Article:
Nuclear-weapon-free state

Has signed the TPNW

Has ratified the TPNW

Guyana has signed and ratified the Treaty on the Prohibition of Nuclear Weapons.

David Granger, the president of Guyana, signed the treaty on 20 September 2017. He deposited the country’s instrument of ratification with the UN secretary-general on the same day.

Guyana participated in the negotiation of the treaty at the United Nations in New York in 2017 and voted in favour of its adoption.

In a statement to the United Nations in September 2019, the minister for foreign affairs of Guyana, Karen Cummings, said that the treaty “aims to transform the regional norm of the Caribbean against the possession of nuclear weapons into a global norm”.

Guyana has promoted universal adherence to the treaty, including by co-sponsoring a UN General Assembly resolution in 2019 that calls upon all states to sign, ratify, or accede to the treaty “at the earliest possible date”.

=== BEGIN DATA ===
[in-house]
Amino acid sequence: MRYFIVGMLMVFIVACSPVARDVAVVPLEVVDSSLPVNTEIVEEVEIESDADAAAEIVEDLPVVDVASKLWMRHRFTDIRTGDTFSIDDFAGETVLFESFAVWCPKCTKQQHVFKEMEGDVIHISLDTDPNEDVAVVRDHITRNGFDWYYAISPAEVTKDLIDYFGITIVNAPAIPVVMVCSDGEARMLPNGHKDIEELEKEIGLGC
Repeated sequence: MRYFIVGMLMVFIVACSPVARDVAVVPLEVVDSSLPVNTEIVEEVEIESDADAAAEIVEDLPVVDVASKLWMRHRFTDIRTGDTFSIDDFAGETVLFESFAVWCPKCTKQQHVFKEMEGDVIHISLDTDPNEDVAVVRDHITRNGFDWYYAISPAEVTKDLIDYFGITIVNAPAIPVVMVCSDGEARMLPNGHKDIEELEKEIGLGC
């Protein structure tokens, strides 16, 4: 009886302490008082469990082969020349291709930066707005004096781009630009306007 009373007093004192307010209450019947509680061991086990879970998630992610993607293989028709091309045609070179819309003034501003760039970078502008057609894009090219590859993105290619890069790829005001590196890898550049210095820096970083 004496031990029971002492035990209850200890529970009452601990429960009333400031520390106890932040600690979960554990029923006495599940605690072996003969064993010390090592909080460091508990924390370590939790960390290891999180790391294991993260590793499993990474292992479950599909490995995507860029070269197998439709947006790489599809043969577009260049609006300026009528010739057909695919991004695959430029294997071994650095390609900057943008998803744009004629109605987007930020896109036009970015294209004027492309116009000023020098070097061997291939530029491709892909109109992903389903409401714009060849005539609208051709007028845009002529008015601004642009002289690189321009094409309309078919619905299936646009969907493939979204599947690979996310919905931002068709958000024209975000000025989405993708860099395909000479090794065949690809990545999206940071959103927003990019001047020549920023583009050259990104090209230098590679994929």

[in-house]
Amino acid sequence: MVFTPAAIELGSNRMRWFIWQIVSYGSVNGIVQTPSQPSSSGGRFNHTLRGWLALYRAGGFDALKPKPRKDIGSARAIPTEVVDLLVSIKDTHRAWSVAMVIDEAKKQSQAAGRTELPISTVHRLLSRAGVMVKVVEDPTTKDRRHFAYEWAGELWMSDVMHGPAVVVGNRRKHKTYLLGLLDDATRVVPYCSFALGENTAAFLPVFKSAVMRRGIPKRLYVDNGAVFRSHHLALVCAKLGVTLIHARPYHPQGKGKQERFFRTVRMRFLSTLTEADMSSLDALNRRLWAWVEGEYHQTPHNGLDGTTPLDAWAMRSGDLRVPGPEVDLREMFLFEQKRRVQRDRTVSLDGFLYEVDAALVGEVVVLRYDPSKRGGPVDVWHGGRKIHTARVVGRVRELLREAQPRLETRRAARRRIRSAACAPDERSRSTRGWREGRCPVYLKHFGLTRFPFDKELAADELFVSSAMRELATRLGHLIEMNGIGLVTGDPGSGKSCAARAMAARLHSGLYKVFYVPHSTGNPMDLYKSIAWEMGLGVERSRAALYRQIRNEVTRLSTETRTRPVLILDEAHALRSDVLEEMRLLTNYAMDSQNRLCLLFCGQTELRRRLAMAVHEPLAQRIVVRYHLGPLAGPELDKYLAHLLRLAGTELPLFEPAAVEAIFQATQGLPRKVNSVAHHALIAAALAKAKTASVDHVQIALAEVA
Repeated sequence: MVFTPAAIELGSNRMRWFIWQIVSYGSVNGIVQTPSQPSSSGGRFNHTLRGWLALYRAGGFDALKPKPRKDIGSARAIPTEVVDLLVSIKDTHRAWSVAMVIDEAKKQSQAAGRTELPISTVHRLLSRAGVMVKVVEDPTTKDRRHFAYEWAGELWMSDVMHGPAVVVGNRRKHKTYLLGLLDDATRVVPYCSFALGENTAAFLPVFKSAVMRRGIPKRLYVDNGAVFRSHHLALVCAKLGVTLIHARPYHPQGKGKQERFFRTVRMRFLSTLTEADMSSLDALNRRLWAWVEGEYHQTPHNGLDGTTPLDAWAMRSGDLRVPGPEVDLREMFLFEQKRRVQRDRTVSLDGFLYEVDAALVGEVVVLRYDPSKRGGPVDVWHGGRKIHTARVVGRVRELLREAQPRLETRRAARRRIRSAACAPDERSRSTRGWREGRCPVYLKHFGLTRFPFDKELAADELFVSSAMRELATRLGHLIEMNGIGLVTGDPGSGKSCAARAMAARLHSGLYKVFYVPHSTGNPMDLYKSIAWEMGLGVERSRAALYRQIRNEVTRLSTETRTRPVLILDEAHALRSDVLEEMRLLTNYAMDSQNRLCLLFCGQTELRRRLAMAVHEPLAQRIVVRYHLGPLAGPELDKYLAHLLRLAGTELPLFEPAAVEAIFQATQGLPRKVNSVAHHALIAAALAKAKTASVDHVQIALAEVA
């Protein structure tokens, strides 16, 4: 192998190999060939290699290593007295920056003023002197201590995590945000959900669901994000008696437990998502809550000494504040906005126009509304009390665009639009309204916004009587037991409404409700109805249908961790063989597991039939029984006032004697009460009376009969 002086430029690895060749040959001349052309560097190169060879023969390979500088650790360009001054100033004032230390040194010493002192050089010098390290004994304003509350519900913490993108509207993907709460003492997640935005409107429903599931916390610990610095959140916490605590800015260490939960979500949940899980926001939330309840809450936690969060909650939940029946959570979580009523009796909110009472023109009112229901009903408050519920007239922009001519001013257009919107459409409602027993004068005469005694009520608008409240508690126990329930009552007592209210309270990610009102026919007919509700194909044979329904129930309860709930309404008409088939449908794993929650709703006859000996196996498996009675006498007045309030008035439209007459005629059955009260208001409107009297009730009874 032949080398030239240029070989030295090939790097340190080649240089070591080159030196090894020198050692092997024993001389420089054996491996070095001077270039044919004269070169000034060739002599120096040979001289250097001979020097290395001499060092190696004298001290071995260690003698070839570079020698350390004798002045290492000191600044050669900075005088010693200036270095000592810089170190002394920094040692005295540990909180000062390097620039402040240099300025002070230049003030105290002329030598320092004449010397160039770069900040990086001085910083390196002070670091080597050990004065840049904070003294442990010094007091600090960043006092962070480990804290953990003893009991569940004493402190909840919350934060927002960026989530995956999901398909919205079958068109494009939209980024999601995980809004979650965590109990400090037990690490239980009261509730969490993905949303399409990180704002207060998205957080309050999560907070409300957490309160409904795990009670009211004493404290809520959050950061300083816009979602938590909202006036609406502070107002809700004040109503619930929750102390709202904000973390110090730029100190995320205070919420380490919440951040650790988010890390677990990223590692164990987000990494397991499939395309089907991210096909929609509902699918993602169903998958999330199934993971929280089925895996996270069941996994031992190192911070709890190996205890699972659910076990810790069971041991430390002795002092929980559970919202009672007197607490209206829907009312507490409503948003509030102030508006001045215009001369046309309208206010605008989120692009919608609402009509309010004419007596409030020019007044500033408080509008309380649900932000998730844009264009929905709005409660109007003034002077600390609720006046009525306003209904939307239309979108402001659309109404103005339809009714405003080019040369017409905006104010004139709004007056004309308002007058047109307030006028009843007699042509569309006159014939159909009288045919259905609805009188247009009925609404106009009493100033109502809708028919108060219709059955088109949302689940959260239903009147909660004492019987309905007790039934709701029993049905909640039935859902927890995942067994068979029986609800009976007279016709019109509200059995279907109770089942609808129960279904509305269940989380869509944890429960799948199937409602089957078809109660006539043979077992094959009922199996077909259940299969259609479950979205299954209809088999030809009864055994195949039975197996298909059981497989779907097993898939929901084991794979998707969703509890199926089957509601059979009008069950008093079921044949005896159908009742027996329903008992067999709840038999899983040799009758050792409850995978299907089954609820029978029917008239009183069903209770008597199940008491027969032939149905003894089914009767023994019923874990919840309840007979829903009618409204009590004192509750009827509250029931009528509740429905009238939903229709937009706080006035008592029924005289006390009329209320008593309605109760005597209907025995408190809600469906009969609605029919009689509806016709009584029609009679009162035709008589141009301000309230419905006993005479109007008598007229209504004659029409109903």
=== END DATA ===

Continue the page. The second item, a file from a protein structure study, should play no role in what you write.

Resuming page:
In June 2019, Guyana hosted a regional forum in its capital, Georgetown, to encourage members of the Caribbean Community to sign and ratify the treaty. Delegations representing 10 states from the regional attended the forum.

They adopted a statement expressing “strong support for achieving the swift entry into force” of the treaty and agreeing “to work toward signature and ratification (as applicable) of the treaty”.

In 2016, Guyana voted in favour of the UN General Assembly resolution that established the formal mandate for states to commence the negotiations in 2017 on “a legally binding instrument to prohibit nuclear weapons, leading towards their total elimination”.

Guyana was among 127 states that endorsed a “humanitarian pledge” in 2015–16 to cooperate “in efforts to stigmatise, prohibit, and eliminate nuclear weapons”. The pledge was instrumental in building momentum and support for convening the negotiations.

Guyana is a state party to the 1967 Treaty of Tlatelolco, which established Latin America and the Caribbean as a nuclear-weapon-free zone.

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